X-Content-Type-Options response HTTP header is a
marker used by the server to indicate that the MIME types advertised in the
Content-Type headers should not be changed and be followed. This is a
way to opt out of MIME type
sniffing, or, in other words, to say that the MIME types are deliberately
This header was introduced by Microsoft in IE 8 as a way for webmasters to block content sniffing that was happening and could transform non-executable MIME types into executable MIME types. Since then, other browsers have introduced it, even if their MIME sniffing algorithms were less aggressive.
Starting with Firefox 72, the opting out of MIME sniffing is also applied to top-level
documents if a
Content-type is provided. This can cause HTML web pages
to be downloaded instead of being rendered when they are served with a MIME type other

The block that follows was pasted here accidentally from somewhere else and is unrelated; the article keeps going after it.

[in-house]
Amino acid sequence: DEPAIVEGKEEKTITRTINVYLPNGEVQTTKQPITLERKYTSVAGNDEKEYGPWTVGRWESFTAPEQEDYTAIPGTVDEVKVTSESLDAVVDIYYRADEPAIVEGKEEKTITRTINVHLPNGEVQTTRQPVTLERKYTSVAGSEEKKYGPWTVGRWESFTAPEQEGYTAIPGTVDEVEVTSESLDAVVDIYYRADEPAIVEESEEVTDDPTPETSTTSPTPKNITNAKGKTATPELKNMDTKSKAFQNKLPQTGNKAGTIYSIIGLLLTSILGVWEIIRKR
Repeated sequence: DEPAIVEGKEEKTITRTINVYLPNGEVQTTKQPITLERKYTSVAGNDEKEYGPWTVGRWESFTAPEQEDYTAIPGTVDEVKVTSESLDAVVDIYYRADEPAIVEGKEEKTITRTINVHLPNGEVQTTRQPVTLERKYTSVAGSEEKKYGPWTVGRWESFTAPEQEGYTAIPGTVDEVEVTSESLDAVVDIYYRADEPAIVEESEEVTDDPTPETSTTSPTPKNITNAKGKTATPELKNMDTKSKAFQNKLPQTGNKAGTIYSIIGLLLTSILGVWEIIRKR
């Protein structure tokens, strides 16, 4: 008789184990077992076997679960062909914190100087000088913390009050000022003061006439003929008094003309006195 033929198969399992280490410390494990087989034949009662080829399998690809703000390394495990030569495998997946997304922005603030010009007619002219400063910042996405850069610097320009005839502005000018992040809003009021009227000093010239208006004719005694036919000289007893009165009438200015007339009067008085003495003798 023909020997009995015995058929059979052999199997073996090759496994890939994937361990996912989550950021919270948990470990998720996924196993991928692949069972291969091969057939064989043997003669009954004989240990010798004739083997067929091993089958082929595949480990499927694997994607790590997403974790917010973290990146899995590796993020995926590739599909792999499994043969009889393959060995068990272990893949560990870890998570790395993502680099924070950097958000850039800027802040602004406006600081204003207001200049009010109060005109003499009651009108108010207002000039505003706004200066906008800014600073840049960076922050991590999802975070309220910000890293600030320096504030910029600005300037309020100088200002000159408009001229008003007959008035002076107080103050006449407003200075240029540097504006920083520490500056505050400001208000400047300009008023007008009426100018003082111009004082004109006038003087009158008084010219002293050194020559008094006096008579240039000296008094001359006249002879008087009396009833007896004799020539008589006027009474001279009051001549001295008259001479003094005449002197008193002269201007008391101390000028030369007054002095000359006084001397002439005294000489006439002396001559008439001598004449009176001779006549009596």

text/html. Make sure to set both headers correctly.
Site security testers usually expect this header to be set.
X-Content-Type-Options only apply
request-blocking due to
for request destinations of "
style". However, it also
enables Cross-Origin Read Blocking (CORB)
protection for HTML, TXT, JSON and XML files (excluding SVG
|Header type||Response header|
|Forbidden header name||no|
Blocks a request if the request destination is of type
styleand the MIME type is not
text/css, or of type
|Fetch Standard (Fetch)|
BCD tables only load in the browser
Firefox 72 enables
X-Content-Type-Options: nosnifffor top-level documents